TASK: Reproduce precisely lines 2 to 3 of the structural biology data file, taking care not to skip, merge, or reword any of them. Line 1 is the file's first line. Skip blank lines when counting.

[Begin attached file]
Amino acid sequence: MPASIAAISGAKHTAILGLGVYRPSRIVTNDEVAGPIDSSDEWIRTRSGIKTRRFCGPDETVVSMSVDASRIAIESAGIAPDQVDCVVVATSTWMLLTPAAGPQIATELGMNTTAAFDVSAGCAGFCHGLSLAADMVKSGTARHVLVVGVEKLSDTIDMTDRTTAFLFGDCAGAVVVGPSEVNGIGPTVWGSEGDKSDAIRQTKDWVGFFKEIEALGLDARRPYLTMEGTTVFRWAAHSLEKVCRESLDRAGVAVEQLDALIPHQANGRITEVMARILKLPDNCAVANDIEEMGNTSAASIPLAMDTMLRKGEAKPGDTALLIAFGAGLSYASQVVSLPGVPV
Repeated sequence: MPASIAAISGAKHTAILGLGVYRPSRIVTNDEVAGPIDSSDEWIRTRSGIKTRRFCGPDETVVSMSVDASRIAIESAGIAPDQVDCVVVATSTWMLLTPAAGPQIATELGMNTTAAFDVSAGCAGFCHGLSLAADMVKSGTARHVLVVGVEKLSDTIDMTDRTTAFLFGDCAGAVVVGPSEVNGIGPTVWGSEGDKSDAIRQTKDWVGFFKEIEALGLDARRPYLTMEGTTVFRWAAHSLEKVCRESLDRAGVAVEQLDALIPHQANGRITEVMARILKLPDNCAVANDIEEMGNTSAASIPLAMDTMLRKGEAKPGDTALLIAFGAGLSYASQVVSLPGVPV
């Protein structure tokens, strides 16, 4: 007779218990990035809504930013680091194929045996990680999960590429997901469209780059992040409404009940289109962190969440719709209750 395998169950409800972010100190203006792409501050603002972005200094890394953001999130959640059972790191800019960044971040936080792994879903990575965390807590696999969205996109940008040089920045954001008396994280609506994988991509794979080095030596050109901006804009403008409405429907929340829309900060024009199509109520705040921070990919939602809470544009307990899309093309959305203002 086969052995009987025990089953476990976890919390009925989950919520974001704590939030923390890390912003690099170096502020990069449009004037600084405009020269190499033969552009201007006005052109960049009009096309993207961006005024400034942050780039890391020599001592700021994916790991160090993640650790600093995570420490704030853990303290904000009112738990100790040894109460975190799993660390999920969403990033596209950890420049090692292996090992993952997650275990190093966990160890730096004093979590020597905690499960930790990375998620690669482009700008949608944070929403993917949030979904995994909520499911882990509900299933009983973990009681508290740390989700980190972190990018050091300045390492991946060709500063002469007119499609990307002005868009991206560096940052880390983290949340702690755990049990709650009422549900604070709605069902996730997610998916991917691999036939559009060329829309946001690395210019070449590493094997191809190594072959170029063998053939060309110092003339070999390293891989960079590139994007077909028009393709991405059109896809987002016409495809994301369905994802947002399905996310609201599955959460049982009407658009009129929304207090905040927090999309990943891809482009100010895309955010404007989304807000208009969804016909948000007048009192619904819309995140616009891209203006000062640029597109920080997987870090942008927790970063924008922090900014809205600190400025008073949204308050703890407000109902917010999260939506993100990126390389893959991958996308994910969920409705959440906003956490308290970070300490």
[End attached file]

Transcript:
Repeated sequence: MPASIAAISGAKHTAILGLGVYRPSRIVTNDEVAGPIDSSDEWIRTRSGIKTRRFCGPDETVVSMSVDASRIAIESAGIAPDQVDCVVVATSTWMLLTPAAGPQIATELGMNTTAAFDVSAGCAGFCHGLSLAADMVKSGTARHVLVVGVEKLSDTIDMTDRTTAFLFGDCAGAVVVGPSEVNGIGPTVWGSEGDKSDAIRQTKDWVGFFKEIEALGLDARRPYLTMEGTTVFRWAAHSLEKVCRESLDRAGVAVEQLDALIPHQANGRITEVMARILKLPDNCAVANDIEEMGNTSAASIPLAMDTMLRKGEAKPGDTALLIAFGAGLSYASQVVSLPGVPV
């Protein structure tokens, strides 16, 4: 007779218990990035809504930013680091194929045996990680999960590429997901469209780059992040409404009940289109962190969440719709209750 395998169950409800972010100190203006792409501050603002972005200094890394953001999130959640059972790191800019960044971040936080792994879903990575965390807590696999969205996109940008040089920045954001008396994280609506994988991509794979080095030596050109901006804009403008409405429907929340829309900060024009199509109520705040921070990919939602809470544009307990899309093309959305203002 086969052995009987025990089953476990976890919390009925989950919520974001704590939030923390890390912003690099170096502020990069449009004037600084405009020269190499033969552009201007006005052109960049009009096309993207961006005024400034942050780039890391020599001592700021994916790991160090993640650790600093995570420490704030853990303290904000009112738990100790040894109460975190799993660390999920969403990033596209950890420049090692292996090992993952997650275990190093966990160890730096004093979590020597905690499960930790990375998620690669482009700008949608944070929403993917949030979904995994909520499911882990509900299933009983973990009681508290740390989700980190972190990018050091300045390492991946060709500063002469007119499609990307002005868009991206560096940052880390983290949340702690755990049990709650009422549900604070709605069902996730997610998916991917691999036939559009060329829309946001690395210019070449590493094997191809190594072959170029063998053939060309110092003339070999390293891989960079590139994007077909028009393709991405059109896809987002016409495809994301369905994802947002399905996310609201599955959460049982009407658009009129929304207090905040927090999309990943891809482009100010895309955010404007989304807000208009969804016909948000007048009192619904819309995140616009891209203006000062640029597109920080997987870090942008927790970063924008922090900014809205600190400025008073949204308050703890407000109902917010999260939506993100990126390389893959991958996308994910969920409705959440906003956490308290970070300490």